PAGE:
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Book Chapter

Graphite-Metal Compounds

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Csuk, R., Glänzer, B. I., & Fürstner, A. (1988). Graphite-Metal Compounds. In F. G. A. Stone, & R. West (Eds.), Advances in Organometallic Chemistry, Vol. 28 (pp. 85-137). San Diego: Academic Press.

Cite as: http://hdl.handle.net/11858/00-001M-0000-0010-2572-E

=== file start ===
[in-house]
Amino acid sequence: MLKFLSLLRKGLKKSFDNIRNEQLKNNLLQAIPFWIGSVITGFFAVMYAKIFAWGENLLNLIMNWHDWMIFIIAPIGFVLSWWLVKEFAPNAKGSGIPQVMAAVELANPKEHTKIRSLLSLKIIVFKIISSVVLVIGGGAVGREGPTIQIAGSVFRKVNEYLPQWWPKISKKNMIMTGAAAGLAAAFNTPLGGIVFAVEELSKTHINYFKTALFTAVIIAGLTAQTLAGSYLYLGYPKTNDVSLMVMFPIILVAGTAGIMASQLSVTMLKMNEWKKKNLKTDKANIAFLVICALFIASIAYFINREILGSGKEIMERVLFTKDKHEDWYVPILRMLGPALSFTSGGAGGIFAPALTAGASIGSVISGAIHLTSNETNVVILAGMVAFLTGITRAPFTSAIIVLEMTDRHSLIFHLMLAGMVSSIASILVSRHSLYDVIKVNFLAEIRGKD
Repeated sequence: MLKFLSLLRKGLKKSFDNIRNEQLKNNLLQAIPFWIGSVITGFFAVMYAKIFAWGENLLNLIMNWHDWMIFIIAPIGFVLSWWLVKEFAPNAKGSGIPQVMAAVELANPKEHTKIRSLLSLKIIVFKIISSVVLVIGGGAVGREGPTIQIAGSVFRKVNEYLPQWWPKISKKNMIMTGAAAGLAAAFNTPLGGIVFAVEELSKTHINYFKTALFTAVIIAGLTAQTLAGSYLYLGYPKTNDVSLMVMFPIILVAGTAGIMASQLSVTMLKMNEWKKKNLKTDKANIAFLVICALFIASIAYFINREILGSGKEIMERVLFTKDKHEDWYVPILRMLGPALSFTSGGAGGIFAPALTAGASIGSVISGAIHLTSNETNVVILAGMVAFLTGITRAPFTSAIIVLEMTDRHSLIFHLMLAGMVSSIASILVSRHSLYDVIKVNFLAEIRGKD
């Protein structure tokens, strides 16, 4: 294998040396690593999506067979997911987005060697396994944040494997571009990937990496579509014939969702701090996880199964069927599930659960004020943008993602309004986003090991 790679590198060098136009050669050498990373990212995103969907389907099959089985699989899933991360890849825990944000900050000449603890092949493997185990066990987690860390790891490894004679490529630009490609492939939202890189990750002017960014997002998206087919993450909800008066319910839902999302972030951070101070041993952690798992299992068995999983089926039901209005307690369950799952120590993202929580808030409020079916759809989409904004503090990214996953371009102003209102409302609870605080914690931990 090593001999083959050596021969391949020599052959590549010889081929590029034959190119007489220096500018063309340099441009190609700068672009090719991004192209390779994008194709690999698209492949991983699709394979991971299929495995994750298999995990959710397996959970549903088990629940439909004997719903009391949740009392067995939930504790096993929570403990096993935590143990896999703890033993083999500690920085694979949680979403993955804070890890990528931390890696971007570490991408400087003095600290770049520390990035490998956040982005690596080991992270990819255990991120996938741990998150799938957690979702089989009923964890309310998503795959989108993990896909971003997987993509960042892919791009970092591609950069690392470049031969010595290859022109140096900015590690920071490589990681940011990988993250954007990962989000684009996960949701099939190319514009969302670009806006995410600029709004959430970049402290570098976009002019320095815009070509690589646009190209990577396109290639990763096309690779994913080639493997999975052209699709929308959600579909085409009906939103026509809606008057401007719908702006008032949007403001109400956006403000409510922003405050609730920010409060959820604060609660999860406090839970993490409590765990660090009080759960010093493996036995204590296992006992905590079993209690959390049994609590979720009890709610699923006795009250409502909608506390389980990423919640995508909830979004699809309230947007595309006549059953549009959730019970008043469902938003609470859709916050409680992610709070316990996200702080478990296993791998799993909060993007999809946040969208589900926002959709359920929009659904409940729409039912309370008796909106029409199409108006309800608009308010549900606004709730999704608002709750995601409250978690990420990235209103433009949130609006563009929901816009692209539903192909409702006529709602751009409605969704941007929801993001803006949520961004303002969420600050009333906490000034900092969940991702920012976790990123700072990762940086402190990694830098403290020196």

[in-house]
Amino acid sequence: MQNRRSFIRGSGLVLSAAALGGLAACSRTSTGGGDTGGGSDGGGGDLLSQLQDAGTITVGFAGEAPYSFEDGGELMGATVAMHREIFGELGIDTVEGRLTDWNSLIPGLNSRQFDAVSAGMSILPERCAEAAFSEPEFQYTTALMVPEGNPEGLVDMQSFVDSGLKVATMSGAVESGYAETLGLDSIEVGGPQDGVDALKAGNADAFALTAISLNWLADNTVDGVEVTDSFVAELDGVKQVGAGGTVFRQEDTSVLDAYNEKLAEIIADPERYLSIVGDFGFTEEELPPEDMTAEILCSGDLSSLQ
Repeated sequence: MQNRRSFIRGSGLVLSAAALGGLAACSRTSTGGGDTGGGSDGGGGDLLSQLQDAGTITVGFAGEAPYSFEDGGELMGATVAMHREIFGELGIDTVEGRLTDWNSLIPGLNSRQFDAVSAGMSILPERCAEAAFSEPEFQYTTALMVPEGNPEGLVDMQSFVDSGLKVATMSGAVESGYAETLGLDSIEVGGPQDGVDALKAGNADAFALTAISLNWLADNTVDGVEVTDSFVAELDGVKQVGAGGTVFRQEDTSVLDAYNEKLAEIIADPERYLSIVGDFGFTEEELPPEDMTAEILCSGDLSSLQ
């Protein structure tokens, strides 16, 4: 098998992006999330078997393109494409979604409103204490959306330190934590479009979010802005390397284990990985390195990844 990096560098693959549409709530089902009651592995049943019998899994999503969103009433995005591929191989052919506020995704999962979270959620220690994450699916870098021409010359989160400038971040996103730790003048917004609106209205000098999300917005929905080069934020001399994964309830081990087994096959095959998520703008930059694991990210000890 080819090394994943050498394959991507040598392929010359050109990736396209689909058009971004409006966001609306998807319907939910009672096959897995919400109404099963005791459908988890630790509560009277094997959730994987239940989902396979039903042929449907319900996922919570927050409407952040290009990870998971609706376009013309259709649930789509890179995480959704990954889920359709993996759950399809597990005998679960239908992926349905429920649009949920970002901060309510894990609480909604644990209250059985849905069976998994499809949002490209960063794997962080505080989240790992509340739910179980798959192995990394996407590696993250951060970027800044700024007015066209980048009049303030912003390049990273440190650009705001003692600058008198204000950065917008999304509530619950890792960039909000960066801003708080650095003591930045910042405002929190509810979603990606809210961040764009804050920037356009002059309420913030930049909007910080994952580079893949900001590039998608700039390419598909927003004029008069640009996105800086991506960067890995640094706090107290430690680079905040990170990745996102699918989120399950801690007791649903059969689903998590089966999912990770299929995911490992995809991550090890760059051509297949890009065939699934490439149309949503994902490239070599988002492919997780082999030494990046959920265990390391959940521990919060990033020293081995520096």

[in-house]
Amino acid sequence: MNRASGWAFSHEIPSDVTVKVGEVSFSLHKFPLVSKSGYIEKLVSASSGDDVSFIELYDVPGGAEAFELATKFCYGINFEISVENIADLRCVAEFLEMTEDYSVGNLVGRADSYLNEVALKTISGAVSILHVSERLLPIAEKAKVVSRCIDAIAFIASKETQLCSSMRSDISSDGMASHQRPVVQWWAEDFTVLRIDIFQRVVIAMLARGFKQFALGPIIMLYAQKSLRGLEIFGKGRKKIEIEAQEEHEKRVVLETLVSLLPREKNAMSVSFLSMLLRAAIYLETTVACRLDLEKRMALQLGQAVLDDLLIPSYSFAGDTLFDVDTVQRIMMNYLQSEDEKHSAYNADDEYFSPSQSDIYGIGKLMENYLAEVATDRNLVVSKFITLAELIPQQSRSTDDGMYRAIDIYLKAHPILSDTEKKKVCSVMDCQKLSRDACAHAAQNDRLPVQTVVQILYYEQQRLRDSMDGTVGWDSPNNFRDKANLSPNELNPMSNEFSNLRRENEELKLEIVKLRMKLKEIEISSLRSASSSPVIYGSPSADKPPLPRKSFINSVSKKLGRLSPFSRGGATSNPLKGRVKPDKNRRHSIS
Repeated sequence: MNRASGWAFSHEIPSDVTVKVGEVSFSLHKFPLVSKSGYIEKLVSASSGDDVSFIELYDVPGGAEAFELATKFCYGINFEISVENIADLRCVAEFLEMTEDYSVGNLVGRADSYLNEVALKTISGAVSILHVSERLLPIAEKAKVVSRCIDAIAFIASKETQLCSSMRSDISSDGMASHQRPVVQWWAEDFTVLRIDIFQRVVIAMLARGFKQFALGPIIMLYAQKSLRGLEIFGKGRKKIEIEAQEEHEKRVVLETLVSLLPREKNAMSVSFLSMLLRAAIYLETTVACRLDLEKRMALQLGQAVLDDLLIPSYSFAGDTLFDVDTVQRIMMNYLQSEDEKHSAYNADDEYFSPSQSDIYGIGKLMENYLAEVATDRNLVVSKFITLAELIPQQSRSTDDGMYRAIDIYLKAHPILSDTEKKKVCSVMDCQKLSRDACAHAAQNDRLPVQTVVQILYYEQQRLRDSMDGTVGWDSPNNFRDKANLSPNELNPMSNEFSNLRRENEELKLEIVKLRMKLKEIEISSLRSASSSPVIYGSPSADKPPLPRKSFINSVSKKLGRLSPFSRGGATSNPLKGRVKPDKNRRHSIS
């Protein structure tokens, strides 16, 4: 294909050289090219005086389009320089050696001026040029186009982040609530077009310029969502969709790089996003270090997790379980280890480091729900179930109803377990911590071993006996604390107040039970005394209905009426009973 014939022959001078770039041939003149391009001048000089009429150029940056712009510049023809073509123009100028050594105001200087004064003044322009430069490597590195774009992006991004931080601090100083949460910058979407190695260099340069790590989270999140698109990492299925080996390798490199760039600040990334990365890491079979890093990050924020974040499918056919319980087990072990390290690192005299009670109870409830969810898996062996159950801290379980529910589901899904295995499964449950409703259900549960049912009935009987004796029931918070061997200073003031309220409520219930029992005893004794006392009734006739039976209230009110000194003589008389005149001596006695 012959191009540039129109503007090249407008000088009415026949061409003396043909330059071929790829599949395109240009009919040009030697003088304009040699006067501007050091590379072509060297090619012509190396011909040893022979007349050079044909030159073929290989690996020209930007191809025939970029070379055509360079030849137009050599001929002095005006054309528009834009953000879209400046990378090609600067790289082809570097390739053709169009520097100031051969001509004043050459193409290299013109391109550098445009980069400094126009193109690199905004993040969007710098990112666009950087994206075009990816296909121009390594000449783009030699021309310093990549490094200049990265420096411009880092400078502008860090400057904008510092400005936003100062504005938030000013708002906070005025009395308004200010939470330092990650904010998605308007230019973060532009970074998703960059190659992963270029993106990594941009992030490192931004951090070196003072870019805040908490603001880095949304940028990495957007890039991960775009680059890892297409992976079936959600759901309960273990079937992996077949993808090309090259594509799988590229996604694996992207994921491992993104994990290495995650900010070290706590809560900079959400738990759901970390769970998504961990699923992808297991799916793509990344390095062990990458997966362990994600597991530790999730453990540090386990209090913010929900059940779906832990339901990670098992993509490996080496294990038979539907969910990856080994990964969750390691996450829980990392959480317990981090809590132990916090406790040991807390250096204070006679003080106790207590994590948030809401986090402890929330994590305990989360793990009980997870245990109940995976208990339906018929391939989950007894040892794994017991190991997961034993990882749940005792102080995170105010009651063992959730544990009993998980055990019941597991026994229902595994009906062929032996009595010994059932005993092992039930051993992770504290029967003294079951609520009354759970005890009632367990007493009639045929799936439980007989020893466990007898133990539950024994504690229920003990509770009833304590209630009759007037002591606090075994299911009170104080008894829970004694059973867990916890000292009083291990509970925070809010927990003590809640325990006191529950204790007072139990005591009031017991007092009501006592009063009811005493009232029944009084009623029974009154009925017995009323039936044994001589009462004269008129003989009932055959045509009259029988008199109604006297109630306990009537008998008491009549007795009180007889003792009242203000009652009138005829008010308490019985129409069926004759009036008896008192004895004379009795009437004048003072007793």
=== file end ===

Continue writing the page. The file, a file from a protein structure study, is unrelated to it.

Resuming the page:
This chapter discusses the most recent and important developments in the field of graphite and the structural properties and use of these compounds in organic and organometallic chemistry. Graphite has a lamellar structure, with an interlayer distance of 0.335 nm. Besides the large number of reagents that can be intercalated, a number of different types of graphites are used. The most commonly used potassium–graphite intercalation compound, C8K, shows an interlayer distance of 5.34 Å, and all carbon layers are separated by a layer of K. Differences among the alkali metals in behavior toward graphite have been explained in terms of electron transfer. Pure yellow, first-stage compounds of Ba and Sr with graphite were prepared by the direct action of metal vapor on graphite in metallic tubes sealed under vacuum. C8K in toluene, benzene, or isopropylbenzene can act as an alkylation catalyst in the presence of ethylene to yield the corresponding nuclear and side chain-alkylated aromatic hydrocarbons. Graphite intercalation compounds can act as mild anionic polymerization initiators offering some benefits in comparison to analogous reactions in homogeneous medium or to metal dispersions.